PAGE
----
Eugene Volokh, who teaches free speech law, criminal law, tort law, religious freedom law and other subjects at UCLA, and also founded the Volokh Conspiracy weblog, said that the First Amendment protecting speech in the United States isn't so secure all of a sudden.
“If the U.S. backs a resolution that urges the suppression of some speech, presumably we are taking the view that all countries – including the U.S. – should adhere to this resolution,” he said.
“If we are constitutionally barred from adhering to it by our domestic constitution, then we're implicitly criticizing that constitution, and committing ourselves to do what we can to change it,” he said.
The administration, he opined, would “presumably be committed to filing amicus briefs supporting changes in First Amendment law to allow such punishment, and in principle perhaps the appointment of justices who would endorse such changes (or even the proposal of express constitutional amendments that would work such changes).
“I'm worried that it might be a step backward for our own constitutional rights, because of what seems to be the U.S. endorsement of the suppression of 'any advocacy of national, racial or religious hatred that constitutes incitement to discrimination, hostility or violence' and possibly of 'negative stereotyping of religions and racial groups,'” Volokh said.
“Advocacy of mere hostility – for instance advocacy that people should hate and be hostile to radical strains of Islam (and its adherents), or to Scientology, or to Catholicism, or to fundamentalist Christianity, or for that matter to religion generally – is clearly constitutionally protected here in the U.S.; but the resolution seems to call for its prohibition,” he said.
“Beyond that, I'm worried that the executive branch's endorsement of speech-restrictive 'international human rights' norms will affect how the courts interpret the First Amendment, so that over time, 'an international norm against hate speech … [would] supply a basis for prohibiting [hate speech], the First Amendment notwithstanding,'” he said.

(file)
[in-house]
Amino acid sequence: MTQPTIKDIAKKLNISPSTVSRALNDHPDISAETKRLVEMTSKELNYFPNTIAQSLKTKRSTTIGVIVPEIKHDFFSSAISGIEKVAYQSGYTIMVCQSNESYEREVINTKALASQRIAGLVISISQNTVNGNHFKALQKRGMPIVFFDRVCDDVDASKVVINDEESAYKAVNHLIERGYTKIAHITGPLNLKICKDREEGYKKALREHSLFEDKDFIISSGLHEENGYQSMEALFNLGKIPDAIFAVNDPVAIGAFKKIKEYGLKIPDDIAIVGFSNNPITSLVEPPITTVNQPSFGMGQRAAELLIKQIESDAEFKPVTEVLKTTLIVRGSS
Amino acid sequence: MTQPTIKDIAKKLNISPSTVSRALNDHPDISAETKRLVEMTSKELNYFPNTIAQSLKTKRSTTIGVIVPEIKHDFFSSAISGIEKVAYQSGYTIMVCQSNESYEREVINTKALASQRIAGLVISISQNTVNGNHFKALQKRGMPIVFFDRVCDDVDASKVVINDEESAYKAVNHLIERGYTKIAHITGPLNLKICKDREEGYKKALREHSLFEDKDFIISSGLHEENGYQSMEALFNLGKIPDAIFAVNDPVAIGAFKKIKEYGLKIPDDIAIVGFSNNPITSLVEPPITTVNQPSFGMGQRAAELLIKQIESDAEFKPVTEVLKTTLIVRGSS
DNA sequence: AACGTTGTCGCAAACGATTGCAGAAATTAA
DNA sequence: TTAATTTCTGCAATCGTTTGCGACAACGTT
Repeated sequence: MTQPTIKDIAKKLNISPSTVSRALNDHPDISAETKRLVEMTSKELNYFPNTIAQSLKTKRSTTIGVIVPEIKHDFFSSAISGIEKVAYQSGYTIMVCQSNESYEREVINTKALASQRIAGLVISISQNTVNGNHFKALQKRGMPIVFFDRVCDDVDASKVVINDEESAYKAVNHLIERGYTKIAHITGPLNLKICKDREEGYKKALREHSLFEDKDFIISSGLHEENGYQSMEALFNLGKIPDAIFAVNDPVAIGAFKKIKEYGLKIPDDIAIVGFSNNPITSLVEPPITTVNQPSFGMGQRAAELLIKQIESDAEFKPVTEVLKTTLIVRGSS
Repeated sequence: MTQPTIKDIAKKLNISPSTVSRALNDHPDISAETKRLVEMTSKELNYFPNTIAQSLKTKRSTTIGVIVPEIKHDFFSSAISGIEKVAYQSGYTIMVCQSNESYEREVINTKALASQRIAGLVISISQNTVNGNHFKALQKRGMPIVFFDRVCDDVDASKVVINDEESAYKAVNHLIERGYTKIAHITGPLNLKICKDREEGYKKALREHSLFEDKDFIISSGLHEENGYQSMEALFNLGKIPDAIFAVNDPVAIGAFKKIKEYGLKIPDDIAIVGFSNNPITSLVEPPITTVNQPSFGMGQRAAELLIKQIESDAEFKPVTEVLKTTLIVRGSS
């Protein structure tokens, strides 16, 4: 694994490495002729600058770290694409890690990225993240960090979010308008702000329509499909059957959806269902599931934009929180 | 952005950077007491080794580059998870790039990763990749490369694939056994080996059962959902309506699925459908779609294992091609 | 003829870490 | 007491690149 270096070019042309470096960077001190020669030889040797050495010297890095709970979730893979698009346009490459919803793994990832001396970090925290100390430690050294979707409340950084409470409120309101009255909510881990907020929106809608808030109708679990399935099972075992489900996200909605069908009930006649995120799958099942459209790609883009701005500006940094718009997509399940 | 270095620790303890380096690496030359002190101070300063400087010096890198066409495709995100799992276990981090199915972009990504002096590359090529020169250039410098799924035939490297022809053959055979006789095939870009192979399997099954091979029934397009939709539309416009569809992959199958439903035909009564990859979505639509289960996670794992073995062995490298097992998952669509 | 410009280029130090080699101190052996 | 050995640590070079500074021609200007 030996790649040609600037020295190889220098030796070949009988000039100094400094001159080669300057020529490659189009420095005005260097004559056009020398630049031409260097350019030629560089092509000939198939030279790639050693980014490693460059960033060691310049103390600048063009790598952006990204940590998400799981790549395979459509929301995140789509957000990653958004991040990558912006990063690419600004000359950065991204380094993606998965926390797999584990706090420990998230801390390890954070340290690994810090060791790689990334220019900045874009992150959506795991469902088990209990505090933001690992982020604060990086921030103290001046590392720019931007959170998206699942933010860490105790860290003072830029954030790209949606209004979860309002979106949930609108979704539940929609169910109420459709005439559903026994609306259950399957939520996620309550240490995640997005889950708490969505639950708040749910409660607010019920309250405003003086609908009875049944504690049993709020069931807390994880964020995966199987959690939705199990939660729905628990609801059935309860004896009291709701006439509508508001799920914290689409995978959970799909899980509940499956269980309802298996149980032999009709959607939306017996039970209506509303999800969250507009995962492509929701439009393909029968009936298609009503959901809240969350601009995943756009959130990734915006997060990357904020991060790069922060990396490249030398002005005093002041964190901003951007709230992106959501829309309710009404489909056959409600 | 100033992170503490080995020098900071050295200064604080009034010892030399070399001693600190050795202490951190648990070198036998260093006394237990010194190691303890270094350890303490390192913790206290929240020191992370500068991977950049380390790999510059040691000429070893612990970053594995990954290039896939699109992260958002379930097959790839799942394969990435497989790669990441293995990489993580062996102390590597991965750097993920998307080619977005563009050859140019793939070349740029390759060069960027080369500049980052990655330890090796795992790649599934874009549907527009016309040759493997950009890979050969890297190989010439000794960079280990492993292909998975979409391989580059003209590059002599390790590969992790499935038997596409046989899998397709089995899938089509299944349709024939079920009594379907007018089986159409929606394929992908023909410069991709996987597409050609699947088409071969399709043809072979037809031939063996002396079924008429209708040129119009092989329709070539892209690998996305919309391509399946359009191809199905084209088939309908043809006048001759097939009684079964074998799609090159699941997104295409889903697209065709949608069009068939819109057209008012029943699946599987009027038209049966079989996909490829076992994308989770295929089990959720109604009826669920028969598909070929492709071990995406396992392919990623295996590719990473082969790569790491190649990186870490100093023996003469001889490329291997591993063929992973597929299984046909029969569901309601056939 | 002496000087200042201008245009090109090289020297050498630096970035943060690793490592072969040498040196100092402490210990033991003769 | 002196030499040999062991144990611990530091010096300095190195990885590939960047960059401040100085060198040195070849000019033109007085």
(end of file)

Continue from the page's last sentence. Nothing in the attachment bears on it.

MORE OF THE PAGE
Spencer reported in 2008 the Secretary General of the Organization of Islamic States, Ekmeleddin Ihsanoglu, warned, “We sent a clear message to the West regarding the red lines that should not be crossed” regarding free speech about Islam and terrorism.
“The official West and its public opinion are all now well-aware of the sensitivities of these issues. They have also started to look seriously into the question of freedom of expression from the perspective of its inherent responsibility, which should not be overlooked,” Ihsanoglu continued, according to Spencer's report.
On Volokh's Web forum, one participant said, “Just another example of how the Chicago Mafia that is now running this country is going to destroy it, in advocacy of their beloved New World Order, in which the USA is secondary to 'international groups,' and indeed is held equal with, let us say, the Congo, or perhaps Belize, or Luxembourg, etc.”
Added another, “Future liberal academics and judges will cite resolutions like this to claim the existence of a 'compelling interest' in banning 'hate speech' that overrides free speech rights. … In practice, hate speech laws are used in most of the world to silence dissent, not protect vulnerable minorities.”
The 57 member nations of the Organisation of the Islamic Conference have lobbied for the “anti-defamation” plan, which is based on the Cairo Declaration of Human Rights in Islam, since 1999. The Cairo declaration states “that all rights are subject to Shariah law, and makes Shariah law the only source of reference for human rights.”
The U.S. State Department also has found the proposal unpalatable.
“This resolution is incomplete inasmuch as it fails to address the situation of all religions,” said a statement from Leonard Leo. “We believe that such inclusive language would have furthered the objective of promoting religious freedom. We also believe that any resolution on this topic must include mention of the need to change educational systems that promote hatred of other religions, as well as the problem of state-sponsored media that negatively targets any one religion.”